But as the surgeon general said, the rate of new infections has dropped down from about 150,000 per year in the mid '80s, now down to about 40,000 new cases every year and they'd like to cut that in half -- Daryn?

DARYN KAGAN, CNN ANCHOR: Now with more on this let's go up to Washington and our Jeanne Meserve -- Jeanne?

JEANNE MESERVE, CNN CORRESPONDENT: Daryn, one of the most striking statistics being released today, the infection rate for young gay and bisexual African-American men. It is 14.7 percent. That's approximately one in seven. Joining me here to discuss this is Cornelius Baker. He's executive director of the Whitman-Walker Clinic here in Washington, D.C.

CORNELIUS BAKER, WHITMAN-WALKER CLINIC: Good morning.

MESERVE: You have said this is the worst thing that could happen to the black community since slavery. What do you mean?

BAKER: Well, what I mean is that the devastation that's being created in our communities, certainly the suffering, the loss, the tragedy and the numbers of people who are infected and the lack of a really coordinated, large scale government response is just absolutely devastating. Certainly these numbers that we see in young gay black men, we see the numbers escalating in black women, black heterosexual men. All throughout our communities our entire family is affected.

MESERVE: Why are we seeing these, the extraordinary numbers? Is this because of a lack of education in the community about the disease? Is it about a lack of services?

BAKER: I think it's a combination of factors. Certainly it's about a very poor, fragmented health care system where people don't have access to ongoing health care. We see high rate of HIV, but we also see high rates of treatable STDs because people don't have ordinary health care. We also know that it's compounded by stigma, by discrimination, by low self-esteem in these communities, particularly in young gay black men.

MESERVE: What are some of the cultural factors at play there?

BAKER: Well, we know that there is a difficulty dealing with homosexuality and so a lot of men don't recognize it publicly. They hide their sexuality, they engage in behavior in very secretive ways that makes it difficult to get prevention programs and messages to people. We also know that there's a stigma against getting tested for HIV, acknowledging HIV, because people don't want to be condemned.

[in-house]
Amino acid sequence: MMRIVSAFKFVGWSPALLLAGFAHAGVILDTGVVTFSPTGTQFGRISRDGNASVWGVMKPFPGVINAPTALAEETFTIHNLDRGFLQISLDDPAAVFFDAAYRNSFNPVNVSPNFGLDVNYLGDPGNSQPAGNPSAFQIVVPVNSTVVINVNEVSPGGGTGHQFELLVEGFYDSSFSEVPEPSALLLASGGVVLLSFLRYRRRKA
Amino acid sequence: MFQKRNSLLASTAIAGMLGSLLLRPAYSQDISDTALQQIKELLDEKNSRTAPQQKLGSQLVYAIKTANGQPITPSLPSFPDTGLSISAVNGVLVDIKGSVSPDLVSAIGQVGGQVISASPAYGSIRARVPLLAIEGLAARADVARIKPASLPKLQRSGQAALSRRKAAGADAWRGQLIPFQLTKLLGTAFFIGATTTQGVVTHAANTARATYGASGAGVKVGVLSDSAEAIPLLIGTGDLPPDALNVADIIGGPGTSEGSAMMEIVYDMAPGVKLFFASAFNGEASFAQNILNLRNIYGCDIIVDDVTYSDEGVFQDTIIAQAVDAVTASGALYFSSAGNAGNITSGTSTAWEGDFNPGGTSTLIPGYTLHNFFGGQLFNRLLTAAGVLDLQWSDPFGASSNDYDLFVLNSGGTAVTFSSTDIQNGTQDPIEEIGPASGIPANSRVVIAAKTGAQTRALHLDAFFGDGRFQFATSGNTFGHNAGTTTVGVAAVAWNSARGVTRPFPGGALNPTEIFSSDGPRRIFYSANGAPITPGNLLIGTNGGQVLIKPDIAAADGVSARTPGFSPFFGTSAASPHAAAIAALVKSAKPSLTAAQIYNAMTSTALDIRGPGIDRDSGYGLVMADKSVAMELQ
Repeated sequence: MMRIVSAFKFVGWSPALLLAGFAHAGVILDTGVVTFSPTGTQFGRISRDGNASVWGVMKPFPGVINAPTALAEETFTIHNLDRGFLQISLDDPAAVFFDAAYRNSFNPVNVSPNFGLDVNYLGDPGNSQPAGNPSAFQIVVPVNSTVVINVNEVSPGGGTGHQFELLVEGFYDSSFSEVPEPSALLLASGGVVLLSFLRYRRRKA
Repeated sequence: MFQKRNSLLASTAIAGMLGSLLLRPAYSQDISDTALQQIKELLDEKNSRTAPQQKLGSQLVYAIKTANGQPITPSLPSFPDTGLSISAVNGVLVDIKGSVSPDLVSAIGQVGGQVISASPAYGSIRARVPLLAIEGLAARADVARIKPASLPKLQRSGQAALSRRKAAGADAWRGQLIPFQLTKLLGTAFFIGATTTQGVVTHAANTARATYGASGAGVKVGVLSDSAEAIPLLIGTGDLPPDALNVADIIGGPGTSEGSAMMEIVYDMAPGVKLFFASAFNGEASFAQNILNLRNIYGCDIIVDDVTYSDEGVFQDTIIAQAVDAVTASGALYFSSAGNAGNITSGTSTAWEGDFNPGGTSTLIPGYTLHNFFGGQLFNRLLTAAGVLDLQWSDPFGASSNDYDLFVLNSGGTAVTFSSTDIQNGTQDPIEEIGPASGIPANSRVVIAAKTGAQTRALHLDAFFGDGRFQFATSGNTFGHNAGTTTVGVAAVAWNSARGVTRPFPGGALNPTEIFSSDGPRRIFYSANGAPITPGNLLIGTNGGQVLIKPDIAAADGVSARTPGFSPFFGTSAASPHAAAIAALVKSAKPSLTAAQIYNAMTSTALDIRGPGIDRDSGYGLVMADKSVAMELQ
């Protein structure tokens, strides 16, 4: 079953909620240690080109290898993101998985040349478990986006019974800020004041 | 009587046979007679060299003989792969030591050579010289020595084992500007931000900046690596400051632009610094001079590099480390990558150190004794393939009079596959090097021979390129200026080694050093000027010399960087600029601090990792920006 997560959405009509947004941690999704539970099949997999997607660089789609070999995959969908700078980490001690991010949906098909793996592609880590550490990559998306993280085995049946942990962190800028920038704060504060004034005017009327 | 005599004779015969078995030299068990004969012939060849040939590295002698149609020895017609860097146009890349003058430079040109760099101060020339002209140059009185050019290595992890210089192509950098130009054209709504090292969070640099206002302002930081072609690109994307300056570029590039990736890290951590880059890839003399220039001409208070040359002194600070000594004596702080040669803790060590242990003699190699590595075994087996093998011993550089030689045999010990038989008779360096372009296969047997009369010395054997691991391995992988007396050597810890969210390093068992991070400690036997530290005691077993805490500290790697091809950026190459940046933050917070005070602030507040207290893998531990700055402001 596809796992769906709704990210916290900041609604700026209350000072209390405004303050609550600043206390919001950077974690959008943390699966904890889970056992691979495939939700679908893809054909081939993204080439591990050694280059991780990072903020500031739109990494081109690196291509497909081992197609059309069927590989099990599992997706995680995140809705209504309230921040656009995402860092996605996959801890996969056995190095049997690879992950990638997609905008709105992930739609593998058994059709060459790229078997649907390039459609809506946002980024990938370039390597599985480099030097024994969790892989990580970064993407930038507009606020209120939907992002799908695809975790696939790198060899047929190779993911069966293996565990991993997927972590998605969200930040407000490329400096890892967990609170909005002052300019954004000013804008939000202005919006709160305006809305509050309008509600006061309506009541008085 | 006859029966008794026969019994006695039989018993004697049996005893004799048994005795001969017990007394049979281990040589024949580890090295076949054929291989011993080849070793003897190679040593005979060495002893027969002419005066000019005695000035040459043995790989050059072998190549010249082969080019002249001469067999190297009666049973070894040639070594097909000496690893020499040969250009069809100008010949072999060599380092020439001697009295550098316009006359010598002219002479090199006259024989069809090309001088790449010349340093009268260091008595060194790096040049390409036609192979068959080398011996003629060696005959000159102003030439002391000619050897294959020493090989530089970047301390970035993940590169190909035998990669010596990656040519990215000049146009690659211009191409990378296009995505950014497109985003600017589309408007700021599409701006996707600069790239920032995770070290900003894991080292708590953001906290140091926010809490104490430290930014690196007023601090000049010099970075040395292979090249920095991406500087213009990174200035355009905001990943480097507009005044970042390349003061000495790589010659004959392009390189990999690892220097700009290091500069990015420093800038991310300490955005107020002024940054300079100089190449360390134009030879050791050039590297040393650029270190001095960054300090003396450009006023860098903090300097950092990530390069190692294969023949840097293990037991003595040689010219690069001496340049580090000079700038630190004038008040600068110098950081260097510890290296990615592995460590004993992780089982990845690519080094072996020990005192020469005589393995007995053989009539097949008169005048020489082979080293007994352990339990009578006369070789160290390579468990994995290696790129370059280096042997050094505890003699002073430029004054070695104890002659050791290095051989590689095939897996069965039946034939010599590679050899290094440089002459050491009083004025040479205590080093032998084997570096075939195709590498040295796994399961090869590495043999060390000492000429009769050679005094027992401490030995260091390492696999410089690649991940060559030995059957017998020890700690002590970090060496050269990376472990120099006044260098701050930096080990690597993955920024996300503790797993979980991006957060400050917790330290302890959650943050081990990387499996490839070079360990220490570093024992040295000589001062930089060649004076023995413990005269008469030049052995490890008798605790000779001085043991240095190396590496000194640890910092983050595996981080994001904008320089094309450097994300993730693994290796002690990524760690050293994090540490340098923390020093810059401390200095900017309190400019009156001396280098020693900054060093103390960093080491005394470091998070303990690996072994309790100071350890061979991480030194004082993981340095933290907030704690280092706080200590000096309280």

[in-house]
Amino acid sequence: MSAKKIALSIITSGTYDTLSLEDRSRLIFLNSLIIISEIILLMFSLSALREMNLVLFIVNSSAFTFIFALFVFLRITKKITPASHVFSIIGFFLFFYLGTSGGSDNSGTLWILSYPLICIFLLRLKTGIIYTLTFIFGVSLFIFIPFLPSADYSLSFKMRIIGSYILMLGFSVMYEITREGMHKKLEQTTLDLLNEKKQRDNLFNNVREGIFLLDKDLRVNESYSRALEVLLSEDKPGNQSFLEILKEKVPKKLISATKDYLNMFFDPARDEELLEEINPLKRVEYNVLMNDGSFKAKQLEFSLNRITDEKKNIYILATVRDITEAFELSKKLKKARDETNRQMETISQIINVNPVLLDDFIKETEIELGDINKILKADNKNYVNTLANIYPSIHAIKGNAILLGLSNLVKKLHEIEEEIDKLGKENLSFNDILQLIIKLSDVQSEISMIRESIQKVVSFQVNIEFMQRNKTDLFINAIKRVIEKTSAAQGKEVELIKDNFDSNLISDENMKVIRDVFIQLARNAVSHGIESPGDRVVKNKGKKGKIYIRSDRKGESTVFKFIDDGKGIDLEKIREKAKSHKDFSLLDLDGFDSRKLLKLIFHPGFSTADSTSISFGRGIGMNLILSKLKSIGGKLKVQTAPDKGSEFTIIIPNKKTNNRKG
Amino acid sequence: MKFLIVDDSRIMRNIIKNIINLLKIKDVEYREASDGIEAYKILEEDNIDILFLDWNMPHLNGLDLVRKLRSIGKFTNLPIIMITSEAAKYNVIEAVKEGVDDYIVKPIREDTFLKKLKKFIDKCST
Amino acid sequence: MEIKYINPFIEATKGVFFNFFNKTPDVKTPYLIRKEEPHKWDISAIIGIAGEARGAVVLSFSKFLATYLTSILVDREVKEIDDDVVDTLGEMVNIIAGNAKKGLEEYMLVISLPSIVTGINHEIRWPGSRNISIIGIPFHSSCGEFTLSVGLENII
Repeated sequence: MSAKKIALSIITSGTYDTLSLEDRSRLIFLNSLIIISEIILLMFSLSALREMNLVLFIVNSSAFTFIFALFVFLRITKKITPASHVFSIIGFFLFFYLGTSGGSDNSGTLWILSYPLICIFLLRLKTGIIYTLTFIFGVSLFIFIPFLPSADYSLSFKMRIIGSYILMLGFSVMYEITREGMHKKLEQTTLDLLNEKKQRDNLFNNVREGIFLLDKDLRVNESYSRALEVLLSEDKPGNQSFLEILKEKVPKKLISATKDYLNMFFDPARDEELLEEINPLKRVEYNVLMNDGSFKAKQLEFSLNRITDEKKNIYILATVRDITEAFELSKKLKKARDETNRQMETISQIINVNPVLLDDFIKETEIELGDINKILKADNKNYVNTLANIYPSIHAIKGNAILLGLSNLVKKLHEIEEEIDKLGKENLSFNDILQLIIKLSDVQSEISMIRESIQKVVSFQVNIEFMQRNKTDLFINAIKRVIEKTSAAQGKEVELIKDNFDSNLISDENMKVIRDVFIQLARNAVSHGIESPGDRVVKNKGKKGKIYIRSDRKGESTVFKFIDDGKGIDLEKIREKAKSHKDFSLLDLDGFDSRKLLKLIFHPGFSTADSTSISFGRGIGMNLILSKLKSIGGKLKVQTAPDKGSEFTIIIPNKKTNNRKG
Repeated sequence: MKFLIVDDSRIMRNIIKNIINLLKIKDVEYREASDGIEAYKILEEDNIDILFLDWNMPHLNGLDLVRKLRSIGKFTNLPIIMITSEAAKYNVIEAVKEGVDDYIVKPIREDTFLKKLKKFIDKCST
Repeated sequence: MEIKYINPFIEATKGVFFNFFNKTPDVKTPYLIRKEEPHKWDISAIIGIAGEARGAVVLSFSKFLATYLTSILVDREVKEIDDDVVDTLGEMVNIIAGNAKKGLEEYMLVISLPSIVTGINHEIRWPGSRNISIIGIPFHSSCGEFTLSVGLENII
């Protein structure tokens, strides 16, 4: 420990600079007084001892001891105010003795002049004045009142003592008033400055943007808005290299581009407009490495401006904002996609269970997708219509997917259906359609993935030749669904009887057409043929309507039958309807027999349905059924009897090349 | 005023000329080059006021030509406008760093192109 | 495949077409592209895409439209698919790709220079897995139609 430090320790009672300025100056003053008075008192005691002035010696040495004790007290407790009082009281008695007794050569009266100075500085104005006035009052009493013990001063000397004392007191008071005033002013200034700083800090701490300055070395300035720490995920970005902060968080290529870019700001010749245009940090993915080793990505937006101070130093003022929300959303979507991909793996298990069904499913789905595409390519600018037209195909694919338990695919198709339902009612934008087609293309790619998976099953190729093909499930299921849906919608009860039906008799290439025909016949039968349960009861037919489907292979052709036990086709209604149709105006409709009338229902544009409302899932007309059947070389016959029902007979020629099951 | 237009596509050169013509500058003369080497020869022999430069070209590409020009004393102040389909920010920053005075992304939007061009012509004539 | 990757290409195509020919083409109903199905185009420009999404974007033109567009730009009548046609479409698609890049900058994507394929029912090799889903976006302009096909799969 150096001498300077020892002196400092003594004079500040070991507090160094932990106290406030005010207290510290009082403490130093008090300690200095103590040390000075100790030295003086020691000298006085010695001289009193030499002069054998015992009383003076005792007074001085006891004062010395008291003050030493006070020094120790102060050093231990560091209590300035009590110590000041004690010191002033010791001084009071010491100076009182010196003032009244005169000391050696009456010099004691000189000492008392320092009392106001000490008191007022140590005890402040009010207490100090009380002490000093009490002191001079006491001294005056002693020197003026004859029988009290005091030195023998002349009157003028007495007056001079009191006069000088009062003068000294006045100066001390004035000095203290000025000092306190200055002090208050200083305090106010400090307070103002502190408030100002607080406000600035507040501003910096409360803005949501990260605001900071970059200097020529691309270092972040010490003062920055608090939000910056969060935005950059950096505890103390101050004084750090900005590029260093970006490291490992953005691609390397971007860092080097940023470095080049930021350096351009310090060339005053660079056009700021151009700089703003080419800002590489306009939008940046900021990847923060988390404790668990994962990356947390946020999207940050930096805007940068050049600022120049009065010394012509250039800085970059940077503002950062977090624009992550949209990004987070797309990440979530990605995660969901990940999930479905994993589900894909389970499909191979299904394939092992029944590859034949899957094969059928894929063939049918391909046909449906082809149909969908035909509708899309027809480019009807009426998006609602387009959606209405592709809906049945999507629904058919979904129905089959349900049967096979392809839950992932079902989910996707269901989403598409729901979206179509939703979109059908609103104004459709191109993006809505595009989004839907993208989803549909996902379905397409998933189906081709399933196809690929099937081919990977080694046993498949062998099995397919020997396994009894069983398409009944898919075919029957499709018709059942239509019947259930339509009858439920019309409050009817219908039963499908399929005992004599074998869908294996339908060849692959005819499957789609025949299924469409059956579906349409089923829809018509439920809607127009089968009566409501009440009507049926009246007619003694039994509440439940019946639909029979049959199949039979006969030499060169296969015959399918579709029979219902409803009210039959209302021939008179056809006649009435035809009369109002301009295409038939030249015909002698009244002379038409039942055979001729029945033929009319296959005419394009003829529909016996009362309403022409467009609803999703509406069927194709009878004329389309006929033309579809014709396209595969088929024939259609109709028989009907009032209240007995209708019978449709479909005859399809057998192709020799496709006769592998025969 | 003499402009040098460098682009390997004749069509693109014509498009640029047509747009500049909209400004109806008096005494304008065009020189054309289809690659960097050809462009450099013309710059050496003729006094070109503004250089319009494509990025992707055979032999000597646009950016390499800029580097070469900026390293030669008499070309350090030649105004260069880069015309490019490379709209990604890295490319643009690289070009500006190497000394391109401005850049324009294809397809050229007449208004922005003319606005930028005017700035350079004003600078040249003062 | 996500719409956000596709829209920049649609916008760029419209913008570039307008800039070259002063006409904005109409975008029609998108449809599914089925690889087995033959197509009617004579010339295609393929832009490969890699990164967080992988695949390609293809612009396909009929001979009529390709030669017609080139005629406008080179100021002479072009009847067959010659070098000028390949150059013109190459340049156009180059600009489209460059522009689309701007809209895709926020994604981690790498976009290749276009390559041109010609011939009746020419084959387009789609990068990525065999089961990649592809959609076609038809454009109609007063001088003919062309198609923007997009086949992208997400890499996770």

MESERVE: Well, how do we conquer those obstacles?

BAKER: Well, I think that in our -- we have to have leadership. We have to have not only Dr. Satcher and Dr. Gayle, as we just saw, speaking about this. We need the president. We need the secretary of health speaking about this. We need more resources in communities. We need ministers and other leaders in our communities talking about HIV and leading a full scale assault on it.

MESERVE: And within the community, is it going to be difficult to bring that turnaround in attitudes, in approach?

BAKER: I think we're seeing a lot of improvement. I think that, you know, with the devastation, unfortunately, there's been a wake up call to our community and I think we see a lot more leadership developing. I think we see a lot more programs developing. But we have to be all out in this. We have to just not hesitate one bit in really responding.

MESERVE: Cornelius Baker of the Whitman-Walker Clinic, thank you so much for joining us today.

BAKER: Great. Thank you.

MESERVE: We appreciate it.